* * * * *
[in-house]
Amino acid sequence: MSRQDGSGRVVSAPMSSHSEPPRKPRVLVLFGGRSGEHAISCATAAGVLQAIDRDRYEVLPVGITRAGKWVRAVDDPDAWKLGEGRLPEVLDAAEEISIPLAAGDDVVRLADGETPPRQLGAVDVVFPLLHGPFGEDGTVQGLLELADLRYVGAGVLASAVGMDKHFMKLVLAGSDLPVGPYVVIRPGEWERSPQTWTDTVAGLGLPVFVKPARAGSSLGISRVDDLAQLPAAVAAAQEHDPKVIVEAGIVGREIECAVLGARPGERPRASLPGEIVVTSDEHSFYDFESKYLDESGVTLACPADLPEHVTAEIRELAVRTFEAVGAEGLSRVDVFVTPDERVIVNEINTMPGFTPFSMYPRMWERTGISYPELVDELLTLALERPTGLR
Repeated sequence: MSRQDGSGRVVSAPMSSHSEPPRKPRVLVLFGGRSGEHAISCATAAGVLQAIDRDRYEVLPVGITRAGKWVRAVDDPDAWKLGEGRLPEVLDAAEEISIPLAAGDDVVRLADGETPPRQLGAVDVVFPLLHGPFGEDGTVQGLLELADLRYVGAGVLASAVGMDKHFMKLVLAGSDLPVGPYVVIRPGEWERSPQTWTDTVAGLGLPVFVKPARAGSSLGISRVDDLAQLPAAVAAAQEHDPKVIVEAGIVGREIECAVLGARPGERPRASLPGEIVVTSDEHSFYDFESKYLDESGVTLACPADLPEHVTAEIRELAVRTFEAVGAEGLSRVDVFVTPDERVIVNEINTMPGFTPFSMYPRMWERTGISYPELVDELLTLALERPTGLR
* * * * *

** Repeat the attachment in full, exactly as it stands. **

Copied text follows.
[in-house]
Amino acid sequence: MSRQDGSGRVVSAPMSSHSEPPRKPRVLVLFGGRSGEHAISCATAAGVLQAIDRDRYEVLPVGITRAGKWVRAVDDPDAWKLGEGRLPEVLDAAEEISIPLAAGDDVVRLADGETPPRQLGAVDVVFPLLHGPFGEDGTVQGLLELADLRYVGAGVLASAVGMDKHFMKLVLAGSDLPVGPYVVIRPGEWERSPQTWTDTVAGLGLPVFVKPARAGSSLGISRVDDLAQLPAAVAAAQEHDPKVIVEAGIVGREIECAVLGARPGERPRASLPGEIVVTSDEHSFYDFESKYLDESGVTLACPADLPEHVTAEIRELAVRTFEAVGAEGLSRVDVFVTPDERVIVNEINTMPGFTPFSMYPRMWERTGISYPELVDELLTLALERPTGLR
Repeated sequence: MSRQDGSGRVVSAPMSSHSEPPRKPRVLVLFGGRSGEHAISCATAAGVLQAIDRDRYEVLPVGITRAGKWVRAVDDPDAWKLGEGRLPEVLDAAEEISIPLAAGDDVVRLADGETPPRQLGAVDVVFPLLHGPFGEDGTVQGLLELADLRYVGAGVLASAVGMDKHFMKLVLAGSDLPVGPYVVIRPGEWERSPQTWTDTVAGLGLPVFVKPARAGSSLGISRVDDLAQLPAAVAAAQEHDPKVIVEAGIVGREIECAVLGARPGERPRASLPGEIVVTSDEHSFYDFESKYLDESGVTLACPADLPEHVTAEIRELAVRTFEAVGAEGLSRVDVFVTPDERVIVNEINTMPGFTPFSMYPRMWERTGISYPELVDELLTLALERPTGLR